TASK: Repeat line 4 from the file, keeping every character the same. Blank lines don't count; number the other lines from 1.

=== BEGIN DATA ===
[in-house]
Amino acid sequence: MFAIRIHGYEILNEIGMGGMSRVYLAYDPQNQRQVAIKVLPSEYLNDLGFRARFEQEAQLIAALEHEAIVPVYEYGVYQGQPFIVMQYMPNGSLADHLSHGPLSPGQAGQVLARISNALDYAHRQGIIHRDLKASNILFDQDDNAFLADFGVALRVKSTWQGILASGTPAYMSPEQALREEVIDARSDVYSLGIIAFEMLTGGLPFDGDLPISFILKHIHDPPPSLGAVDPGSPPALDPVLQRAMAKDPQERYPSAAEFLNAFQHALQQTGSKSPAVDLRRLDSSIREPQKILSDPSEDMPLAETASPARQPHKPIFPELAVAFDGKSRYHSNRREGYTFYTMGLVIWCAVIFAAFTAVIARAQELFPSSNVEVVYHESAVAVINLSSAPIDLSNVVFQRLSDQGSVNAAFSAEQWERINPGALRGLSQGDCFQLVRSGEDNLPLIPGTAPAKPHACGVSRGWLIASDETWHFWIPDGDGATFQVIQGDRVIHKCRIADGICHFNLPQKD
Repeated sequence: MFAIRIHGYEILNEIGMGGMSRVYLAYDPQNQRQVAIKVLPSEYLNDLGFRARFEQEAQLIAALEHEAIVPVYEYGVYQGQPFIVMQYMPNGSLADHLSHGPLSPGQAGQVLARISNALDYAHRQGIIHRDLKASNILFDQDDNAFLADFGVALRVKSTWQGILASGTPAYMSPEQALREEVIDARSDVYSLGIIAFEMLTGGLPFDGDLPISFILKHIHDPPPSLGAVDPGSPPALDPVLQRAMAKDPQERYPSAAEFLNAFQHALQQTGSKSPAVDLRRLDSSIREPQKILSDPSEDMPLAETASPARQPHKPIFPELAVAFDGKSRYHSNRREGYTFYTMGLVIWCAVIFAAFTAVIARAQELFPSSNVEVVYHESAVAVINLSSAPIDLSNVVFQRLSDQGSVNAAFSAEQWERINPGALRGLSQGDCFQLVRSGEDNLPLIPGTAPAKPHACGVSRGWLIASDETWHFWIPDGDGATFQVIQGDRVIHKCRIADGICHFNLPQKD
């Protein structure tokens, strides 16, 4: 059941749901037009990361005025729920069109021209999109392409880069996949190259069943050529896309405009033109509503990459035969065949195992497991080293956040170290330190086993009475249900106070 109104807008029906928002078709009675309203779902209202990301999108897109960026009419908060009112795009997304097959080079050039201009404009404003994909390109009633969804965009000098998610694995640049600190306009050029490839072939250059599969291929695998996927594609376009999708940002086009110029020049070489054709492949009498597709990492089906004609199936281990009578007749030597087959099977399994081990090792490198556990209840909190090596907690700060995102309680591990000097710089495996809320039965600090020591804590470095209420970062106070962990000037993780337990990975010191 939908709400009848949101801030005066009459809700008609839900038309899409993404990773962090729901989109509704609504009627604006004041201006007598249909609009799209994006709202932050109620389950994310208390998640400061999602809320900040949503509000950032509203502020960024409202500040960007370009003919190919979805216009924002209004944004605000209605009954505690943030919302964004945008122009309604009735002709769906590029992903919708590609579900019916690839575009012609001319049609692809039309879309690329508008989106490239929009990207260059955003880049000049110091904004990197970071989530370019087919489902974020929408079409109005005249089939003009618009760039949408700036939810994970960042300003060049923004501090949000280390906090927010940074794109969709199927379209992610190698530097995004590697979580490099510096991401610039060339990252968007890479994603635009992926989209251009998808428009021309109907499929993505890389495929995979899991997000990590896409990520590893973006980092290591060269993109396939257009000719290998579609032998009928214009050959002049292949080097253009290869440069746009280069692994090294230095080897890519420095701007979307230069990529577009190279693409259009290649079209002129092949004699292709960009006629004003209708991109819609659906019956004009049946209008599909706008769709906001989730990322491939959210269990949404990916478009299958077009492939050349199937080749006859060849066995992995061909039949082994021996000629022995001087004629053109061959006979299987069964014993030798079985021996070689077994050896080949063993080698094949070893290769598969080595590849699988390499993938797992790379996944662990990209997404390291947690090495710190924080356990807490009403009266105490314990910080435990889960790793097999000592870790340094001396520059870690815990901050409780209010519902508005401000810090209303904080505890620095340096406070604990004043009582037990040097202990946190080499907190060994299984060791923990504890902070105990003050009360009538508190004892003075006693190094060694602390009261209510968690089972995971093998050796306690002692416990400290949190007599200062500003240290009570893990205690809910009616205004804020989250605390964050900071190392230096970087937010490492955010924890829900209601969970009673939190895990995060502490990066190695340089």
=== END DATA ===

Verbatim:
């Protein structure tokens, strides 16, 4: 059941749901037009990361005025729920069109021209999109392409880069996949190259069943050529896309405009033109509503990459035969065949195992497991080293956040170290330190086993009475249900106070 109104807008029906928002078709009675309203779902209202990301999108897109960026009419908060009112795009997304097959080079050039201009404009404003994909390109009633969804965009000098998610694995640049600190306009050029490839072939250059599969291929695998996927594609376009999708940002086009110029020049070489054709492949009498597709990492089906004609199936281990009578007749030597087959099977399994081990090792490198556990209840909190090596907690700060995102309680591990000097710089495996809320039965600090020591804590470095209420970062106070962990000037993780337990990975010191 939908709400009848949101801030005066009459809700008609839900038309899409993404990773962090729901989109509704609504009627604006004041201006007598249909609009799209994006709202932050109620389950994310208390998640400061999602809320900040949503509000950032509203502020960024409202500040960007370009003919190919979805216009924002209004944004605000209605009954505690943030919302964004945008122009309604009735002709769906590029992903919708590609579900019916690839575009012609001319049609692809039309879309690329508008989106490239929009990207260059955003880049000049110091904004990197970071989530370019087919489902974020929408079409109005005249089939003009618009760039949408700036939810994970960042300003060049923004501090949000280390906090927010940074794109969709199927379209992610190698530097995004590697979580490099510096991401610039060339990252968007890479994603635009992926989209251009998808428009021309109907499929993505890389495929995979899991997000990590896409990520590893973006980092290591060269993109396939257009000719290998579609032998009928214009050959002049292949080097253009290869440069746009280069692994090294230095080897890519420095701007979307230069990529577009190279693409259009290649079209002129092949004699292709960009006629004003209708991109819609659906019956004009049946209008599909706008769709906001989730990322491939959210269990949404990916478009299958077009492939050349199937080749006859060849066995992995061909039949082994021996000629022995001087004629053109061959006979299987069964014993030798079985021996070689077994050896080949063993080698094949070893290769598969080595590849699988390499993938797992790379996944662990990209997404390291947690090495710190924080356990807490009403009266105490314990910080435990889960790793097999000592870790340094001396520059870690815990901050409780209010519902508005401000810090209303904080505890620095340096406070604990004043009582037990040097202990946190080499907190060994299984060791923990504890902070105990003050009360009538508190004892003075006693190094060694602390009261209510968690089972995971093998050796306690002692416990400290949190007599200062500003240290009570893990205690809910009616205004804020989250605390964050900071190392230096970087937010490492955010924890829900209601969970009673939190895990995060502490990066190695340089």